Dorchester Cape (July 5th, 2018)

On July 5th I went for a drive down Beaumont, in the Memramcook region in South-Eastern New Brunswick (Canada), to check how bad the road along the coast had eroded with time since the last time I went down there rock picking. I stopped in a few places to check on the rocks down the beach wherever I could go down, and spotted the cliffs of Dorchester Cape across the Memramcook river. Hopped in the car and proceeded to make the short few kilometers trek to the other side.

Location of Dorchester Cape on Gooogle Maps
Location indicator shows Dorchester Cape on the map (Google Maps)

Google Earth view of the location of Dorchester Cape
Location of the cliffs

The geology of the area is mostly formed of Upper Carboniferous rocks, and the location I was at is mostly Boss Point formation. The Boss Point formation is also found in Cape Enrage, Rockport, and Upper Joggins, to name a few places. The fossils that I find at the Dorchester Cape site is mostly discombobulate plant material, with dark grey to tan sandstones with some sandy conglomerate boulders lying about. Chunks of gypsum and some Albertite can be seen on the beach, as evaporites abound in the Albert Mines area, and some other unspecified locations in the Memramcook area. Albertite, and then gypsum, were an important part of the local economy, especially in Hillsborough across the river, as the geology of the surrounding area sees large deposits of various evaporites, a relic of the ancient Windsor Sea which would have receeded, giving way to vast forests and rivers.

But what was most important for Dorchester Cape was the copper found in the sedimentary rocks. This copper ore, chalcocite, was discovered in the late 1860s and mined until all operations came to a stop before the First Great War.

Dorchester Copper Mine. K. Vanderwolf. New Brunswick Museum
Dorchester Copper Mine. K. Vanderwolf. New Brunswick Museum.

From Memramcook, I drove down the 106 towards Dorchester. Once in the village, you take the 935, which is Cape Road, heading towards Dorchester Cape. The road turns into a dirt road about 2 clicks after the train tracks. Turn into the dirt road across the Atlantic Industries Limited business site. Make your way down the road, avoiding pot holes and man made roadblocks, and you'll eventually reach the old wharf.

Old wharf by the old gypsum processing plant in Dorchester Cape
Make your way South (left of the wharf) and head towards the cliffs near Cole Point.

View of the point from the old wharf in Dorchester Cape

View of Fort Folly Point slicing Shepody Bay in the Bay of Fundy
Looking back, view of Fort Folly Point slicing Shepody Bay.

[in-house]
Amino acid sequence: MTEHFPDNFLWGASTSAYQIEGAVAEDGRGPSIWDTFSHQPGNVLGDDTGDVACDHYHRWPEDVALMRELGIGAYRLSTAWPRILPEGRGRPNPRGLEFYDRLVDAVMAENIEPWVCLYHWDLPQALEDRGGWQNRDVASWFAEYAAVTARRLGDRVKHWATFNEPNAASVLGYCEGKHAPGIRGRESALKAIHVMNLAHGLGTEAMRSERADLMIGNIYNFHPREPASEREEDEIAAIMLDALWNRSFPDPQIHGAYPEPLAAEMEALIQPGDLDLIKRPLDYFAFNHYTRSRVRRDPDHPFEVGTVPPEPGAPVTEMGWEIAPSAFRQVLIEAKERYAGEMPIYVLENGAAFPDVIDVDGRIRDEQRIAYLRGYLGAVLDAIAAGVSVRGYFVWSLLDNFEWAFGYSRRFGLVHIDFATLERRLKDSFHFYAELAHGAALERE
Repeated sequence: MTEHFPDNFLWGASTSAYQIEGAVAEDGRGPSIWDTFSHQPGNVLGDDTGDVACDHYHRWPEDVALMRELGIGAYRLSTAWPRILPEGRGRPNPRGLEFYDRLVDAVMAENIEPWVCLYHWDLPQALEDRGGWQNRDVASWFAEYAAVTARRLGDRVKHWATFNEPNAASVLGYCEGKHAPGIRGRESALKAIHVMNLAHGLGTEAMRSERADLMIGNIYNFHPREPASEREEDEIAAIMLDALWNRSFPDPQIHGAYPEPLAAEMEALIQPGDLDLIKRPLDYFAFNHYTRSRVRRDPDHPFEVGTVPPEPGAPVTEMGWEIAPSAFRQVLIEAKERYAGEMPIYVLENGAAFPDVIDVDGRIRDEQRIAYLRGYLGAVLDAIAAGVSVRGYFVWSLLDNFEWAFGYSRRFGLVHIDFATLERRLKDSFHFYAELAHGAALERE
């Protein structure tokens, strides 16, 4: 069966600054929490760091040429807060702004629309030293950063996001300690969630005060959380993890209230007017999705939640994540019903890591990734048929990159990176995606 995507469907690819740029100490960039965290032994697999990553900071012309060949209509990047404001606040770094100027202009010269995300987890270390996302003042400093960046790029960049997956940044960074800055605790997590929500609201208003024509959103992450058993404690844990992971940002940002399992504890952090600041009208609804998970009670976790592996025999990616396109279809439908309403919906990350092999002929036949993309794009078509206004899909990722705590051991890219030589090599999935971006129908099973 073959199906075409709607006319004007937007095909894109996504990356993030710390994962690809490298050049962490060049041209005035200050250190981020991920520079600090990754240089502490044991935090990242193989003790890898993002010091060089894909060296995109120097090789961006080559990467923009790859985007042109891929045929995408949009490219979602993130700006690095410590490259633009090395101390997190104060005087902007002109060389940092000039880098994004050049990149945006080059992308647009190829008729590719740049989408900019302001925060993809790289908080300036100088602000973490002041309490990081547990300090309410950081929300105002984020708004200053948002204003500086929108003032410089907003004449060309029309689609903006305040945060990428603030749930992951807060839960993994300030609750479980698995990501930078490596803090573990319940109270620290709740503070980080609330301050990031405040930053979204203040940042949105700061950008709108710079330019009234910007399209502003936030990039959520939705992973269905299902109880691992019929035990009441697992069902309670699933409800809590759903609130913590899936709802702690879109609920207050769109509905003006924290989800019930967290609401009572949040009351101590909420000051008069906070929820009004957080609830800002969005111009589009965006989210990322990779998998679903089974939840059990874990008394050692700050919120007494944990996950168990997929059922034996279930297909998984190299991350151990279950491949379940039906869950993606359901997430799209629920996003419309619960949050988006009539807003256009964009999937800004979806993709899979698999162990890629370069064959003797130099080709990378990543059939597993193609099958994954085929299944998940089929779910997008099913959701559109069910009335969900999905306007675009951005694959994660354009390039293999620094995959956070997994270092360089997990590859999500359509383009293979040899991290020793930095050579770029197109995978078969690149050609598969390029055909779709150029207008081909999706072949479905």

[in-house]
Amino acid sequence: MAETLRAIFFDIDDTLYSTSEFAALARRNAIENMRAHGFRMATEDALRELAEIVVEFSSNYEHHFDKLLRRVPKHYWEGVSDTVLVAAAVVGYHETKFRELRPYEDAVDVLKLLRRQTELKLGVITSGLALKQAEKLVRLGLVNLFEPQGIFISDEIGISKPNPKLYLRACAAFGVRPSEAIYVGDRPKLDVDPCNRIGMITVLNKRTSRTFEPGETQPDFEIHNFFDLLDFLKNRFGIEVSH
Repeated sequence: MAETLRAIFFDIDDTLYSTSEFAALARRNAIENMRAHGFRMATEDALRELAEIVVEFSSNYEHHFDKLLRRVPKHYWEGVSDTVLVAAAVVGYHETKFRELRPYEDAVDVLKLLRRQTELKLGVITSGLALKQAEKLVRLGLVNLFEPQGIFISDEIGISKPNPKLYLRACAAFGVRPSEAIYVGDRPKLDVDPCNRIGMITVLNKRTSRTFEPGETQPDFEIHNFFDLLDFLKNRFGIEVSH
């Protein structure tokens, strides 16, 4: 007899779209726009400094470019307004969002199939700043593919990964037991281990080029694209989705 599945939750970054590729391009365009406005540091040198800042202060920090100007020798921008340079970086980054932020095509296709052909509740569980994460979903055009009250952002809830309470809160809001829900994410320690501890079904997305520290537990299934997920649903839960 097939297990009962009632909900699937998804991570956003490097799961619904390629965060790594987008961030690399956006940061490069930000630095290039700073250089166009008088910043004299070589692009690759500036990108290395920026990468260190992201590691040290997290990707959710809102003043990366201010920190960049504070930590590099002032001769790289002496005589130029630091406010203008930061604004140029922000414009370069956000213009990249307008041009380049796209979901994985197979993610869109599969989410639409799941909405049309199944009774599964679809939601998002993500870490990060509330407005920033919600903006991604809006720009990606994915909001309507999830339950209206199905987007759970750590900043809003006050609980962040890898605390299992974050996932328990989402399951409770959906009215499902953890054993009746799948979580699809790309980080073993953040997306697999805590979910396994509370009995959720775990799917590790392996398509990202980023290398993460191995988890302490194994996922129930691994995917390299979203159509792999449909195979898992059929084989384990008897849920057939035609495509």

As we get closer to the rock cliffs, you can already spot coal and petrified wood on the beach.

Close up of the cliffs in Dorchester Cape

The plant fossils are mostly fragmented, showing signs of turbulence. There's some micro faulting in some places, and large sections of the cliffs are coming down in large segments.

Signs of faulting in the sandstone rocks

Boulders with plant fossils
Plastered with plants/tree parts (hat for scale)

Petrified wood from the beach in Dorchester Cape

The beach is littered with petrified wood, plant fossils, and chunks of coal.

Middle section of petrified wood replaced with orange calcite crystals
Middle section replaced with orange calcite crystals

Large piece of fossilized petrified wood
Some pieces are quite large (dirty hat for scale)

Tree fossils sticking out of rock in Dorchester Cape
Common theme: plants sticking out to catch some Sun

Fossil tree bark impression

Cavity in the rock where trees used to lie in situ
One of the few holes where trees used to lie in situ

Piece of tree fossil

Close up of rock formation

Anticline from the cliffs in Dorchester Cape

Coal seam with hat for scale

The cliffs have coal seams that can reach a few inches thick.

Close up of the previous coal seam

Calamite section laying in situ

Tree imprint with my hand for scale
Tree imprint

Tree cross section in situ in the cliff in Dorchester Cape

Strata at an angle

Different features represented in the sandstone cliff of Dorchester Cape

Large tree trunk sticking out from the sandstone cliff in Dorchester Cape with hat for scale
Nice tree sticking out (squished hat for scale)

Front view of the large fossil tree

Close up side view of the large fossil tree

Multiple fossil tree fragments jutting out from the rocky cliff
Close to the tree

Two deep muddy foot prints in the stick silt of the Bay of Fundy
NOT sand (chances of lithification?)

Disclaimer: In New Brunswick under the 'Heritage Conservation Act', fossils discovered must not be destroyed or removed from sites where they are found without a permit. It is every one's civic duty to report any finds to the New Brunswick Museum ( This encourages the contribution these finds could make to science not just in the province, but on the global stage. You must also seek permission if you are to enter private land.


  1. I enjoy your blog and photos. Here's hoping you have time and inclination to post more

    1. Thanks! Passion has always been there, even if it took a little break. Lots of exciting new things to share!


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